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USA 1980
Directed by
Michael Cimino
230 minutes
Rated M

Reviewed by
Bernard Hemingway
4 stars

Heaven's Gate

Synopsis: In the frontier-town of Heaven’s Gate, Wyoming, in the 1890s, James Averill (Kris Kristofferson) as the local law enforcement officer, has the task of protecting his constituency of Eastern European settlers from the cattle barons who want them and their kind gone, dead or alive.

Michael Cimino’s film is better known for its failings than its achievement. Costing $US44m from an original budget of $US12m it was theatrically released at 239 minutes (down from the 325 minutes of the first cut shown to studio executives), withdrawn after three days and a critical lambasting and re-released at 149 minutes. It did not make back even half its budget (which would have been over $AU270m in today’s money) and led to the sale of its backers, United Artists, the company founded by Pickford, Chaplin, Fairbanks and Griffith, to MGM. Invariably being cited as one of the great Hollywood box office disasters it effectively ended Cimino's career in Tinsel Town.

The film has achieved such a back-handed legendary status that it has been “restored” to as close to its original condition as possible by MGM’s John Kirk. As such it is unquestionably indulgent with Cimino hanging on his scenes far too long in the apparently mistaken belief that this added epic resonance when really the net effect is to emphasise the director's presence rather than produce engagment with the characters. There are simply too many scenes of William Hurt being a wounded soul, Polish immigrants railing against their ill-handling or Kris Kristofferson being a well turned-out hero than any one needs to get point.

It will be mandatory viewing for film buffs who have the opportunity to see Cimino’s original (or at least his initial compromise version) work in glorious widescreen. The Superscreen projection not only gives proper due to one of the film’s main strengths, Vilmos Zsigmond's cinematography, but is even more revealing of Cimino’s brilliant visual conception. With its meticulous production design Heaven’s Gate shows us the late 19th century American Frontier as a painter of the day might have. Indeed scene after scene is like a painting come to life, with the camera taking us inside the frame. In this respect Cimino’s film is outstanding and deserves as many accolades as comparable works by Leone or Visconti.

So where did Cimino go wrong? Purely pragmatically, he simply spent too much money on it (producer Steven Bach's book Final Cut: Dreams And Disaster In The Making Of Heaven's Gate details where the money went as Cimino exposed 1.5 million feet of film or roughly the equivalent of 100 standard length features). Although he had a huge hit with The Deer Hunter (1978) a powerful indictment of the Vietnam War, this film, with its damning portrayal of the well-springs of American capital and its overarching theme of lost ideals, was probably too much to win over the kind of numbers needed to come anywhere close to recouping its costs (which by rule-of-thumb are 2.5 - 3 times initial investment). There are more specific reasons. For the first half of the film nothing really happens as Cimino languidly sets up his characters and their relationships. Yet we ask, how has Averill gone from Harvard greensward to Wyoming mud? We never find out. There is no justification for the recurring appearance of John Hurt’s inebriated fool, but one instance of Cimino’s tendency to labour his point by repetition. And the oddly-cast Isabelle Huppert (Jane Fonda was the original choice for the role but expressed no interest) is both an unlikely whore and the object of affection for a kohl-eyed hired killer (Walken) and an alcoholic existentialist hero (Kristofferson).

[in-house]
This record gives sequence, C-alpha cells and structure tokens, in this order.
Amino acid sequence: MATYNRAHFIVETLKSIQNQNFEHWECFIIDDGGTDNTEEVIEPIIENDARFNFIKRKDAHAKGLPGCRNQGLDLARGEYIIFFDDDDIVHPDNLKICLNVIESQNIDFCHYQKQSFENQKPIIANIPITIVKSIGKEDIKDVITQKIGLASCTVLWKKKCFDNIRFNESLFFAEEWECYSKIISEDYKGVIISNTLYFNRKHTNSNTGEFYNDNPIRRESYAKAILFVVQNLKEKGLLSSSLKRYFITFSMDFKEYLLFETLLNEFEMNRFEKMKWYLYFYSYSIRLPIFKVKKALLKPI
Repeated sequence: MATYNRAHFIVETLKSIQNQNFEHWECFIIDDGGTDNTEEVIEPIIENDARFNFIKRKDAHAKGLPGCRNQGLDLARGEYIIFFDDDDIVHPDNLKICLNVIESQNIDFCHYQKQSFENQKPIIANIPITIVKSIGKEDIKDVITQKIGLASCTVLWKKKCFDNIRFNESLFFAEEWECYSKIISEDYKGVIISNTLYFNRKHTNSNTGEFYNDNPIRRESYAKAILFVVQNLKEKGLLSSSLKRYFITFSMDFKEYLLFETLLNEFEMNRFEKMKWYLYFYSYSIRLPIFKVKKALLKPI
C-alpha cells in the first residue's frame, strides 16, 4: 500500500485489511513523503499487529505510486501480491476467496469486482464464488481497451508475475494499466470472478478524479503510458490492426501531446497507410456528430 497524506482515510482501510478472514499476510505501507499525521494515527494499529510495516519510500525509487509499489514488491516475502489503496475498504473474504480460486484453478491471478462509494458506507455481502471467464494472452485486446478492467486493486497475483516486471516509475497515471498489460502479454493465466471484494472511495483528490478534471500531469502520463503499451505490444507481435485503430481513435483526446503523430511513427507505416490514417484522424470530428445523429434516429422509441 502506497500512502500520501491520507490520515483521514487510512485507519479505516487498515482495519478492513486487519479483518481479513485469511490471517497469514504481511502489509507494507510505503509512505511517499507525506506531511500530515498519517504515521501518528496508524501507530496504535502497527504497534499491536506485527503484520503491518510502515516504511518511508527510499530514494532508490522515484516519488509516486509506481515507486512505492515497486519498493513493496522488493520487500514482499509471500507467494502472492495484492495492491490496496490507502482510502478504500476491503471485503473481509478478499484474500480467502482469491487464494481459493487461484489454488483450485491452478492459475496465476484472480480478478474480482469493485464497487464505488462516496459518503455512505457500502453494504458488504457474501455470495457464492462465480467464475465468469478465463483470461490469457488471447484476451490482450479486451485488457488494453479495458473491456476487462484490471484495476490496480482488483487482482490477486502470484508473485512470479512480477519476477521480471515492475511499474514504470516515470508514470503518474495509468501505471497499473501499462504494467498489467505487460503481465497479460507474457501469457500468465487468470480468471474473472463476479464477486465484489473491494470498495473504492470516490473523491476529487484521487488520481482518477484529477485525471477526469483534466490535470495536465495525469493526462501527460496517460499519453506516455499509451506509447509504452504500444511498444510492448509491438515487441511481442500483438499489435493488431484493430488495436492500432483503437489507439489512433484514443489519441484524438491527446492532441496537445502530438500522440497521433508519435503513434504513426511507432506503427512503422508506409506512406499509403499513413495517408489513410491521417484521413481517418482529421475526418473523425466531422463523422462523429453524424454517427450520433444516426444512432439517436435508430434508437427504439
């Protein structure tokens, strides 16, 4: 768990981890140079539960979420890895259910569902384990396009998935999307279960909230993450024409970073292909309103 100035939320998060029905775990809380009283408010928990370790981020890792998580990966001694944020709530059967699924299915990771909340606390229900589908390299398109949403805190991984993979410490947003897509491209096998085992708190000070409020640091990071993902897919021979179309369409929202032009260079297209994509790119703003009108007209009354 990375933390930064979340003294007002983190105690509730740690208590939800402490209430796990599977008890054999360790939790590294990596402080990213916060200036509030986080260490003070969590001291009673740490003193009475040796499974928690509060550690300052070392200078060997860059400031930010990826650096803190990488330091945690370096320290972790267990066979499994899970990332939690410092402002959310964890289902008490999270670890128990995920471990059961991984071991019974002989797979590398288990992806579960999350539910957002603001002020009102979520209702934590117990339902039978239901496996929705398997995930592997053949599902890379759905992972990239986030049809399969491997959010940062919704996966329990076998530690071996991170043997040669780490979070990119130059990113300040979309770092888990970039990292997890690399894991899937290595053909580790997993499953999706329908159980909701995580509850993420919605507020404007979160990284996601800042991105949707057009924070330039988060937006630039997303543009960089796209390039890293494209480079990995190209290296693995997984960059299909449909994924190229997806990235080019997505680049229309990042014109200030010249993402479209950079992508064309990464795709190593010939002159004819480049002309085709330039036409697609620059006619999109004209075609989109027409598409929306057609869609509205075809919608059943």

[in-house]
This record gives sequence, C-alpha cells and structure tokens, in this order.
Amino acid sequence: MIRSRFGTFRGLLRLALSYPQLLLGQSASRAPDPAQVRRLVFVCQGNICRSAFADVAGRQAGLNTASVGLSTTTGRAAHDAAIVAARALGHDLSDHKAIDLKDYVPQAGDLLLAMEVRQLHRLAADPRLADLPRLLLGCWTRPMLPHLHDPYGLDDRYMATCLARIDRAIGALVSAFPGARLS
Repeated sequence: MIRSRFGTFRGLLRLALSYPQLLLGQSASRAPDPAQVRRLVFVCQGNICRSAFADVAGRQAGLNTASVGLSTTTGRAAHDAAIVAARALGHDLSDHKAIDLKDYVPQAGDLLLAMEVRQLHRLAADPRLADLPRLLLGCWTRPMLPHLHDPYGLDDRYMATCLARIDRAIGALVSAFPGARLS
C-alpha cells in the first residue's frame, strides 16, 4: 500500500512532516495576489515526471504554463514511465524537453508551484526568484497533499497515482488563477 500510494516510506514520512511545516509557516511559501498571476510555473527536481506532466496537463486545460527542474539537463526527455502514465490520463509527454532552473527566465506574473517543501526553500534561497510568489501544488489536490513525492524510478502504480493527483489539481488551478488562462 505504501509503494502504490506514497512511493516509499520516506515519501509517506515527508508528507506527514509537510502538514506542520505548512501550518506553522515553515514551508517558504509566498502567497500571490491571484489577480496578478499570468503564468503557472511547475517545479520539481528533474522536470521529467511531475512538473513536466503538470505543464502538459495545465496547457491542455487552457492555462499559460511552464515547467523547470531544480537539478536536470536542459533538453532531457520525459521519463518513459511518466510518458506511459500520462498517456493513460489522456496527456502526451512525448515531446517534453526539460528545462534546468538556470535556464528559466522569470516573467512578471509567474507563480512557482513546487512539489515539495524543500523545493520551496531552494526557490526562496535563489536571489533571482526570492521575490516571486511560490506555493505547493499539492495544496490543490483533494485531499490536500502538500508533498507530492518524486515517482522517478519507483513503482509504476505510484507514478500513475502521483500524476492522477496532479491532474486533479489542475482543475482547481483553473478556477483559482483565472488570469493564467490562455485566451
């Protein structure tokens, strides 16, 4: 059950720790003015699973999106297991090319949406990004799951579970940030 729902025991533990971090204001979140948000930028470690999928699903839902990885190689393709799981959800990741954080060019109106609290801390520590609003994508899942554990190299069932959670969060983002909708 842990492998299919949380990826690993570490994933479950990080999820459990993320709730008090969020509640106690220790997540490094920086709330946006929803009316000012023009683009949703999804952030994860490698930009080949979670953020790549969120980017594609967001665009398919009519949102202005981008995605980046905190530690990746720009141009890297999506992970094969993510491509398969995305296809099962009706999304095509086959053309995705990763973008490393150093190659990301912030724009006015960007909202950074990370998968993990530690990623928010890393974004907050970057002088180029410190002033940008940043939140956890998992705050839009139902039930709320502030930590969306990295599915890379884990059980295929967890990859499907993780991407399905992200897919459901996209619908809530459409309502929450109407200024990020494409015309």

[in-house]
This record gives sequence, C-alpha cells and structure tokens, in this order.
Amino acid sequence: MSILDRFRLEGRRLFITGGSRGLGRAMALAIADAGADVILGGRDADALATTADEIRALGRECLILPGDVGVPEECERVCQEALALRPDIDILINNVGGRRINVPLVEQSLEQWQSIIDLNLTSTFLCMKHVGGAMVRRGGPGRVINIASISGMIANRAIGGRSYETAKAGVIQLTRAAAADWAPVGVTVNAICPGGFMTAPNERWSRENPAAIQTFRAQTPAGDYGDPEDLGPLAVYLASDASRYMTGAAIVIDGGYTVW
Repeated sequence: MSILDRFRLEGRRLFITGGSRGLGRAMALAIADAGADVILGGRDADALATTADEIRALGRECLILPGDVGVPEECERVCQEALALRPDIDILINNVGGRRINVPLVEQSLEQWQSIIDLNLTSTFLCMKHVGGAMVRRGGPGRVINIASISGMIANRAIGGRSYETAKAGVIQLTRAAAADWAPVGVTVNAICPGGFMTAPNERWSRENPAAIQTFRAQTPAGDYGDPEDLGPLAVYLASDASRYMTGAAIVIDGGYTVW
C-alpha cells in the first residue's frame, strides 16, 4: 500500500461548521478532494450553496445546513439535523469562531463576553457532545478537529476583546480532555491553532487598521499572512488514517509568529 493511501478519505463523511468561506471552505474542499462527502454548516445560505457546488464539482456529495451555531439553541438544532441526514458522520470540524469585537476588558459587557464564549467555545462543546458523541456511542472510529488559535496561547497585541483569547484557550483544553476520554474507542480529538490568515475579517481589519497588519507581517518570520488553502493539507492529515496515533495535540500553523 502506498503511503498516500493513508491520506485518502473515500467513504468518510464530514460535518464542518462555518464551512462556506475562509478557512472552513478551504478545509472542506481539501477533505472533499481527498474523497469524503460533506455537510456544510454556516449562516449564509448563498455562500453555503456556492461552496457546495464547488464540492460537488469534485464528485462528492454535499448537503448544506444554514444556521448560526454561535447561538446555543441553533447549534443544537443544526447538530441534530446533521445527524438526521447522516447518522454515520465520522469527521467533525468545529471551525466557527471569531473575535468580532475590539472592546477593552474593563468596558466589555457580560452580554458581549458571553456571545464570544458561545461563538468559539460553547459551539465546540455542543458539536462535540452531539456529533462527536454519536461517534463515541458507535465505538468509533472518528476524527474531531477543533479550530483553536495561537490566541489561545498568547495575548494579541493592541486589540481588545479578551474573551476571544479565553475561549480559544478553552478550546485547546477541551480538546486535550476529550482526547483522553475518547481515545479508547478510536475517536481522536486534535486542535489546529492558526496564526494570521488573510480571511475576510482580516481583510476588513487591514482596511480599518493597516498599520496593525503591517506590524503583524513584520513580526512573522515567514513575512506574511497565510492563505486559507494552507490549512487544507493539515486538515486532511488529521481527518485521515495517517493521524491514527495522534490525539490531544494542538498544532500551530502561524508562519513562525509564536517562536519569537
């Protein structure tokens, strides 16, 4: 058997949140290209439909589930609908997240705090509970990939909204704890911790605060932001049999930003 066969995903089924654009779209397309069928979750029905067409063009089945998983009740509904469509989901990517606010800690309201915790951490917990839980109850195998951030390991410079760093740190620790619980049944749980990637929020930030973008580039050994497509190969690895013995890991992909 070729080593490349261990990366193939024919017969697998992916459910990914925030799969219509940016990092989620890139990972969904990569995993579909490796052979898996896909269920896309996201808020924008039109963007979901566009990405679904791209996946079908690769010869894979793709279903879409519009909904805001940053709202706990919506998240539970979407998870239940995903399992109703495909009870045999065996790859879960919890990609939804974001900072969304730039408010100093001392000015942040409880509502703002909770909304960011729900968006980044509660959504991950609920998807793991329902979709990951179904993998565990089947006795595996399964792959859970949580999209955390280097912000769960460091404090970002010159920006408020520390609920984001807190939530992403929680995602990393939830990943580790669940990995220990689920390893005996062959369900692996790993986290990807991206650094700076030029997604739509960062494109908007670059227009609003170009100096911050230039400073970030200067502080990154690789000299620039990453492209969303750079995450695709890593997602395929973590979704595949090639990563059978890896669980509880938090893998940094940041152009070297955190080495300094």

If Gone With the Wind this is not it is still an impressive piece of film-making. The fact-based story traverses 50 years in the life of Sheriff James Averill (Kristofferson), a one time member of the East Coast upper class who has turned his back on his own and as the Sheriff of Johnson County is attempting to protect immigrant farmers from The Cattlemen's Association, a conglomerate of wealthy cattle interests swallowing up Wyoming. He also has a side conflict with the Association's hired gun, Nathan Champion (Christopher Walken), as they compete for the love of local whore and madam, Ella Watson (Isabelle Huppert). The bulk of the film is given over to the Wyoming part of the story with a 20 minute intro set in 1870 when Averill and his best friend, Billy Irvine (Hurt), are graduating from Yale,and a short coda set in 1920 with Averill now an old man, married to the sweetheart of his youth and left with memories of what once was and what might have been. The effects of time, often clumsily handled with pancake makeup, is well realized thanks no doubt in a good part to Vilmos Zsigmond's heavily filtered lens.

Aside from his director's shortcoming Kristofferson does an excellent job in the lead as yet another mythic Western hero whilst Walken gives a memorable performance as the rather emotional hired assassin. Huppert is effective as the love interest albeit a little to delicate to convince as a backwoods whore whilst the film also provides an early screen appearance for Mickey Rourke and one of the last major film appearances for Sam Waterston who starred in The Killing Fields in 1984 and a few Woody Allen films but who has had a successful career in television and Brad Dourif who has largely played small support roles in little seen films ever since.

FYI: Credited by IMDB as Willem Dafoe's first screen appearance the actor was actually fired by Cimino but can be seen briefly in the cock fight scene.




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